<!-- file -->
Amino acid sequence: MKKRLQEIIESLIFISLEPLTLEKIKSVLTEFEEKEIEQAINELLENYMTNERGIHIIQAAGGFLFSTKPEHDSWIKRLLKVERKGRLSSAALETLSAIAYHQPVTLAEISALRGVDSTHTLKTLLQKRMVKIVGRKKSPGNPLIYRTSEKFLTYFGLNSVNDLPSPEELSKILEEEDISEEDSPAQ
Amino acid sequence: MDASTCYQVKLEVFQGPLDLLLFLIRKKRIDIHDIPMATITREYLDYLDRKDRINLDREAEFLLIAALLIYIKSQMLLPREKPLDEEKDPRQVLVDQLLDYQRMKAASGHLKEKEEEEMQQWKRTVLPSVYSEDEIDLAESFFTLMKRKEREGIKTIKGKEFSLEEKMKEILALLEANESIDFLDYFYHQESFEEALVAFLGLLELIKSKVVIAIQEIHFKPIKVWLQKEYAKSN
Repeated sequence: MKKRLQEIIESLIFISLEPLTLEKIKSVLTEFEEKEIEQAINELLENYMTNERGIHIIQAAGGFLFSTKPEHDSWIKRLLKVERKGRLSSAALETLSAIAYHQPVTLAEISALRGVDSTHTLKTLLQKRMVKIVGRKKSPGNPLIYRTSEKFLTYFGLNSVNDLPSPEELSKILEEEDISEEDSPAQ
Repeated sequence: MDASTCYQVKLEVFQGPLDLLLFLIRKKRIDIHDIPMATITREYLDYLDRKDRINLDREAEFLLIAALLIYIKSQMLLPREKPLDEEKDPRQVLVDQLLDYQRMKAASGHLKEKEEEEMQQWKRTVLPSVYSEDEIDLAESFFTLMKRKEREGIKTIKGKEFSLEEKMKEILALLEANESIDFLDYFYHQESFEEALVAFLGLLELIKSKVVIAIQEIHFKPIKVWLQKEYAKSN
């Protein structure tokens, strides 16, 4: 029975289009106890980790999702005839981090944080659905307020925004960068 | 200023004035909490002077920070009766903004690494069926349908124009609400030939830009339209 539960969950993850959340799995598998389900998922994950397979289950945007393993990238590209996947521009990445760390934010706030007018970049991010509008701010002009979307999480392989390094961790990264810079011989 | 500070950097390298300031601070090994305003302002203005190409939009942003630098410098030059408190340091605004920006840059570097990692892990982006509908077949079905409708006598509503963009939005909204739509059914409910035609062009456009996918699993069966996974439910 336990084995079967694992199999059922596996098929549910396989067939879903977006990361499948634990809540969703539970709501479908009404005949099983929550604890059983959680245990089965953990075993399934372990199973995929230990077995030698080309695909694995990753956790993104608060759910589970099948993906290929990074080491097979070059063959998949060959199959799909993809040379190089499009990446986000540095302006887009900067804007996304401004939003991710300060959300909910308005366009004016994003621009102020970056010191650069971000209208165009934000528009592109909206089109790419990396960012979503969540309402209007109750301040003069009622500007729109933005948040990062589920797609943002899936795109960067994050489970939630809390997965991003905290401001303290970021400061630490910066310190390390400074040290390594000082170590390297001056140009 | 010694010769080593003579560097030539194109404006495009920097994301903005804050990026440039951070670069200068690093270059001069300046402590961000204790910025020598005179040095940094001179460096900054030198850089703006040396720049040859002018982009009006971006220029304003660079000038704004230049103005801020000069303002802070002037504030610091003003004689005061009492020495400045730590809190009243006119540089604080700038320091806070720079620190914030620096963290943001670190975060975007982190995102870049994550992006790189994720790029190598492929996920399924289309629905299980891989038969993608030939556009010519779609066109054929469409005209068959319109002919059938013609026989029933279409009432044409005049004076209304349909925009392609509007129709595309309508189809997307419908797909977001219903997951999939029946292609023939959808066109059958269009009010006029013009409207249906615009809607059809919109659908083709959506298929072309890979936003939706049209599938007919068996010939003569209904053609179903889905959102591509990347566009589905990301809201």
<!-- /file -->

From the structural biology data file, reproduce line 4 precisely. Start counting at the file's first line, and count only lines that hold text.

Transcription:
Repeated sequence: MDASTCYQVKLEVFQGPLDLLLFLIRKKRIDIHDIPMATITREYLDYLDRKDRINLDREAEFLLIAALLIYIKSQMLLPREKPLDEEKDPRQVLVDQLLDYQRMKAASGHLKEKEEEEMQQWKRTVLPSVYSEDEIDLAESFFTLMKRKEREGIKTIKGKEFSLEEKMKEILALLEANESIDFLDYFYHQESFEEALVAFLGLLELIKSKVVIAIQEIHFKPIKVWLQKEYAKSN